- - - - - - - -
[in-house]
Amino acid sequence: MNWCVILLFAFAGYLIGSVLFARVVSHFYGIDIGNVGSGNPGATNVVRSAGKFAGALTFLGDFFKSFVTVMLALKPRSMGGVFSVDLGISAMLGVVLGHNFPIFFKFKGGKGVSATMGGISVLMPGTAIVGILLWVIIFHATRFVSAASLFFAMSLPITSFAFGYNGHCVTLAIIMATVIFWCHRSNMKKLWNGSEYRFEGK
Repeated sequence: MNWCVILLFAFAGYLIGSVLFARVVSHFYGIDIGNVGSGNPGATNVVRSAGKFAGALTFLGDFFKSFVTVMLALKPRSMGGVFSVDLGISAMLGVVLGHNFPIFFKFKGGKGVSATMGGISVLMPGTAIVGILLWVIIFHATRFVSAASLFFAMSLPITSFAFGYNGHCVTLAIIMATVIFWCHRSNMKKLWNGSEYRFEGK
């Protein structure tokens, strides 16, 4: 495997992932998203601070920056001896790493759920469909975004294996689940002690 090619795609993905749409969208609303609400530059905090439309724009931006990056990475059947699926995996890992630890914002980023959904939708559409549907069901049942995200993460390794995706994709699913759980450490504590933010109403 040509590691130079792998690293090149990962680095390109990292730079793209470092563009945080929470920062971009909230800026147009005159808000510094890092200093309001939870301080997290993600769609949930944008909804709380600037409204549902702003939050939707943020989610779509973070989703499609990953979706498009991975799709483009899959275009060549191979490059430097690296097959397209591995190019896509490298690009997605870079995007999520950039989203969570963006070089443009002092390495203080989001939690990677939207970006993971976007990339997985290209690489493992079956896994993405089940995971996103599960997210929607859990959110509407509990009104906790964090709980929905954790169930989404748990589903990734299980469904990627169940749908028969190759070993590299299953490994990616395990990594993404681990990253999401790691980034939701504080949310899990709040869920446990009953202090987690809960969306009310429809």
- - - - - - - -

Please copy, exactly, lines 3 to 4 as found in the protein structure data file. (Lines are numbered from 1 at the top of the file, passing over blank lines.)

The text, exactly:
Repeated sequence: MNWCVILLFAFAGYLIGSVLFARVVSHFYGIDIGNVGSGNPGATNVVRSAGKFAGALTFLGDFFKSFVTVMLALKPRSMGGVFSVDLGISAMLGVVLGHNFPIFFKFKGGKGVSATMGGISVLMPGTAIVGILLWVIIFHATRFVSAASLFFAMSLPITSFAFGYNGHCVTLAIIMATVIFWCHRSNMKKLWNGSEYRFEGK
């Protein structure tokens, strides 16, 4: 495997992932998203601070920056001896790493759920469909975004294996689940002690 090619795609993905749409969208609303609400530059905090439309724009931006990056990475059947699926995996890992630890914002980023959904939708559409549907069901049942995200993460390794995706994709699913759980450490504590933010109403 040509590691130079792998690293090149990962680095390109990292730079793209470092563009945080929470920062971009909230800026147009005159808000510094890092200093309001939870301080997290993600769609949930944008909804709380600037409204549902702003939050939707943020989610779509973070989703499609990953979706498009991975799709483009899959275009060549191979490059430097690296097959397209591995190019896509490298690009997605870079995007999520950039989203969570963006070089443009002092390495203080989001939690990677939207970006993971976007990339997985290209690489493992079956896994993405089940995971996103599960997210929607859990959110509407509990009104906790964090709980929905954790169930989404748990589903990734299980469904990627169940749908028969190759070993590299299953490994990616395990990594993404681990990253999401790691980034939701504080949310899990709040869920446990009953202090987690809960969306009310429809």